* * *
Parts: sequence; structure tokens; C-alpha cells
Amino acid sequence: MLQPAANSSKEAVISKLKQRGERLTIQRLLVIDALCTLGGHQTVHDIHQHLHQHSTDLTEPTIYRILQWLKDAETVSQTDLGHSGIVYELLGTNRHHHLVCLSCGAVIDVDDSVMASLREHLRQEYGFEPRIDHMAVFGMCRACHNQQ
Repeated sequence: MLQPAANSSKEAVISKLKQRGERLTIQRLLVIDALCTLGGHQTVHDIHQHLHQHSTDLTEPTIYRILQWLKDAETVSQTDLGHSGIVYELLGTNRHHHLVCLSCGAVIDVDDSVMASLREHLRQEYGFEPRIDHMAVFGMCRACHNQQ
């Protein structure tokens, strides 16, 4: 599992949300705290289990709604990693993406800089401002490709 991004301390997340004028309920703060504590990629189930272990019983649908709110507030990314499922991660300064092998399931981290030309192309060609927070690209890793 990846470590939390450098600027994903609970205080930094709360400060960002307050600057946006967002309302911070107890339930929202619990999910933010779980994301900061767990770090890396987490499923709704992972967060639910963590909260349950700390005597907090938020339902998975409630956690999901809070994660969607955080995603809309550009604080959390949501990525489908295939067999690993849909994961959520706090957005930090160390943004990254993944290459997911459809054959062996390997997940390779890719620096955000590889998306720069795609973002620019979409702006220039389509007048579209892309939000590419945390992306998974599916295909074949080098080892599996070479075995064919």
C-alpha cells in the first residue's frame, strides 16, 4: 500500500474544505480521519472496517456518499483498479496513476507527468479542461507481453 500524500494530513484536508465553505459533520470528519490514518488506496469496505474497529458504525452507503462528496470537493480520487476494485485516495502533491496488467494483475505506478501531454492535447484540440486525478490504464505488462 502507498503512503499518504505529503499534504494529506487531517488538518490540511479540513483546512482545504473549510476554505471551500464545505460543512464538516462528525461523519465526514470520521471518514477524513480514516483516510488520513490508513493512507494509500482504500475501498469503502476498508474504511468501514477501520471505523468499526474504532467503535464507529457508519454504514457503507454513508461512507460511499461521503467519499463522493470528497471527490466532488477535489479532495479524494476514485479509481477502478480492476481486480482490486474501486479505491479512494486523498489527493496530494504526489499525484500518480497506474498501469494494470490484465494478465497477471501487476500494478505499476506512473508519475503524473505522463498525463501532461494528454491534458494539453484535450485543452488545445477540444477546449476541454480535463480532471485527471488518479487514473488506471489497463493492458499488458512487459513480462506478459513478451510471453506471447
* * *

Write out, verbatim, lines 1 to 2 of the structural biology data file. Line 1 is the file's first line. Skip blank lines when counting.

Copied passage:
Parts: sequence; structure tokens; C-alpha cells
Amino acid sequence: MLQPAANSSKEAVISKLKQRGERLTIQRLLVIDALCTLGGHQTVHDIHQHLHQHSTDLTEPTIYRILQWLKDAETVSQTDLGHSGIVYELLGTNRHHHLVCLSCGAVIDVDDSVMASLREHLRQEYGFEPRIDHMAVFGMCRACHNQQ